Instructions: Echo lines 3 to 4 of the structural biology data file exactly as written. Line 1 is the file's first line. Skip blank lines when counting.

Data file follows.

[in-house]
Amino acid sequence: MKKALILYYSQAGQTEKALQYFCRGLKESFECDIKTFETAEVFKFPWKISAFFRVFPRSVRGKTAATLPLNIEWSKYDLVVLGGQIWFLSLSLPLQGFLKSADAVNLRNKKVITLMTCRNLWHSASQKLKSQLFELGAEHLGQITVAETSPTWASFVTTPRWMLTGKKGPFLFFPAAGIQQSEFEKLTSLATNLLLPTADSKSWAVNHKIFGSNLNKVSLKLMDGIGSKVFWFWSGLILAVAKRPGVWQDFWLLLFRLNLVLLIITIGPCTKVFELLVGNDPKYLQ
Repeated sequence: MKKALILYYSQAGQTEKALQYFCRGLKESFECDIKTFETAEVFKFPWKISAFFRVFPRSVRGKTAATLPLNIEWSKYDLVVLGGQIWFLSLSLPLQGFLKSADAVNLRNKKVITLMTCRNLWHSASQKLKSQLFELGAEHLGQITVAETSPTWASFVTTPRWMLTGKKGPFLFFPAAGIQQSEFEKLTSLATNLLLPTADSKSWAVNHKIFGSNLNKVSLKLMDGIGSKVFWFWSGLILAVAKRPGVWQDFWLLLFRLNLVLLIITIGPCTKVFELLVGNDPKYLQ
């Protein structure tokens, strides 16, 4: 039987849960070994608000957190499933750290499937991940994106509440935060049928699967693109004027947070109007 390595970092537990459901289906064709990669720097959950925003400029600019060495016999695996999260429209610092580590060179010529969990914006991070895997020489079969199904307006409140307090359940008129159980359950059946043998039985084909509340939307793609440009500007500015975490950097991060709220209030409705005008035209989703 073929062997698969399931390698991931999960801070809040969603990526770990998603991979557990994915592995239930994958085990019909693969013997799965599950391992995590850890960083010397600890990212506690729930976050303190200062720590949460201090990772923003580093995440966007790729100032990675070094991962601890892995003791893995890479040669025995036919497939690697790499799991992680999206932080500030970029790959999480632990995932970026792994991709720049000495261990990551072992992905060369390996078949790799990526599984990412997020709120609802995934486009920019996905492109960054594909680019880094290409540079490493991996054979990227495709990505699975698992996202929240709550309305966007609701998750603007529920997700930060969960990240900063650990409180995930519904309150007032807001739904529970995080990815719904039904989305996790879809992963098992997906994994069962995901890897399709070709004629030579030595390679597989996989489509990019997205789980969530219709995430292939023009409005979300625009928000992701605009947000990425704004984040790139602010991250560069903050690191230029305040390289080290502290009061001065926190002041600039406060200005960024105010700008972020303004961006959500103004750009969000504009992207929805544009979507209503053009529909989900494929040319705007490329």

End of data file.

Repeated sequence: MKKALILYYSQAGQTEKALQYFCRGLKESFECDIKTFETAEVFKFPWKISAFFRVFPRSVRGKTAATLPLNIEWSKYDLVVLGGQIWFLSLSLPLQGFLKSADAVNLRNKKVITLMTCRNLWHSASQKLKSQLFELGAEHLGQITVAETSPTWASFVTTPRWMLTGKKGPFLFFPAAGIQQSEFEKLTSLATNLLLPTADSKSWAVNHKIFGSNLNKVSLKLMDGIGSKVFWFWSGLILAVAKRPGVWQDFWLLLFRLNLVLLIITIGPCTKVFELLVGNDPKYLQ
């Protein structure tokens, strides 16, 4: 039987849960070994608000957190499933750290499937991940994106509440935060049928699967693109004027947070109007 390595970092537990459901289906064709990669720097959950925003400029600019060495016999695996999260429209610092580590060179010529969990914006991070895997020489079969199904307006409140307090359940008129159980359950059946043998039985084909509340939307793609440009500007500015975490950097991060709220209030409705005008035209989703 073929062997698969399931390698991931999960801070809040969603990526770990998603991979557990994915592995239930994958085990019909693969013997799965599950391992995590850890960083010397600890990212506690729930976050303190200062720590949460201090990772923003580093995440966007790729100032990675070094991962601890892995003791893995890479040669025995036919497939690697790499799991992680999206932080500030970029790959999480632990995932970026792994991709720049000495261990990551072992992905060369390996078949790799990526599984990412997020709120609802995934486009920019996905492109960054594909680019880094290409540079490493991996054979990227495709990505699975698992996202929240709550309305966007609701998750603007529920997700930060969960990240900063650990409180995930519904309150007032807001739904529970995080990815719904039904989305996790879809992963098992997906994994069962995901890897399709070709004629030579030595390679597989996989489509990019997205789980969530219709995430292939023009409005979300625009928000992701605009947000990425704004984040790139602010991250560069903050690191230029305040390289080290502290009061001065926190002041600039406060200005960024105010700008972020303004961006959500103004750009969000504009992207929805544009979507209503053009529909989900494929040319705007490329």